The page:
As an internet personality, you give your life to the public, trying to appease your audience and woo strangers into watching your content. Every day of the week you have to be "on," from uploading to responding to comments. If person X, Y, and Z can meet that demand, you got to do it too, right? Well, thank you for your time, let's talk about limits of being a YouTuber.
The ultimate worst thing that YouTubers, myself especially, hate are people who waste our time. As you become more active on platforms, building your brand, people will message you to socially chat, hang out, or date. As a 5'2", petite woman, I am not up for creating one-on-one meet ups with strangers. (It also baffles me how many men believe I would be interested in putting myself in a high-anxiety, potentially dangerous situation.) Yes, I purposely keep my DMs open in order to engage with my audience because I really like to learn about the people who take the time to support me. I want to know what type of videos they enjoy, but also their stories. However, there is a difference of having a mutually respectful conversation and "you're so hot, let me take you out" type thing.
Side Note: These were some of the messages that I could find. Lately, I have been deleting message threads, declining message requests, and blocking users.
The worst conversations, besides the ones that include dick pix, have been from people disguising their intentions because they want me to respond. They stumble upon my Poshmark listing (buy my stuff at @LesleyyX1) and reach out to inquire about the clothes I am selling, but they have no intentions of buying. They request videos acting as a fan when really this video completes their sexual fetish needs. They pull me into circle conversations because they are bored. True fans do not do that.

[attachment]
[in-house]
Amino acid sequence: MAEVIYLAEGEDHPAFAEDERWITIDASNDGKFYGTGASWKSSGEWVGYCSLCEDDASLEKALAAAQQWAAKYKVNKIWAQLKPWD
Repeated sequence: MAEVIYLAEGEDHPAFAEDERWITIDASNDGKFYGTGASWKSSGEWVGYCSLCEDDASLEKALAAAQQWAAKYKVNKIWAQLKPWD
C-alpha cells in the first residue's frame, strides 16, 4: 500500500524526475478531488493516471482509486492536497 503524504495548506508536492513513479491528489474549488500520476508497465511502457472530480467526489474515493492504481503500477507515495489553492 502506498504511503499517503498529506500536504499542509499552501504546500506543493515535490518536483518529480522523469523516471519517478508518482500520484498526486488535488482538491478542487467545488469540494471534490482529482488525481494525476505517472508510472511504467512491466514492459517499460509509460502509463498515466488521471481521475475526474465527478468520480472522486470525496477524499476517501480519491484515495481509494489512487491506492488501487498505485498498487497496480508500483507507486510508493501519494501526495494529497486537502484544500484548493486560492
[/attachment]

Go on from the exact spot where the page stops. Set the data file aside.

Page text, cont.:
The LImits of Being a YouTuber
Shane Dawson's Jake Paul series included footage of fans swarming the first Team 10 house. You could hear one mother say "Be gentle with your fans. They made you famous." Granted, this scenario was worse than wasting a creator's time. Stalking YouTubers in their home is mean, an invasion of privacy, and a risk to their safety. Now is the time to tell yourself again and again that the limits of being a YouTuber exists.
Tell yourself this on a daily basis:
I'm allowed to say no, to put myself first, to respect myself, and to give myself a break.
Some people will think this entire blog is about complaining, and it is not. I know that many more YouTubers, way more famous than me, suffer way worse harassment. But if it happens to me as a small creator (or even because I am a woman on the internet), then I must talk about this. I believe everyone has been harassed (and maybe at one point the harasser) at one point in their life. Let's start a conversation and change this.
ALL THE FEELS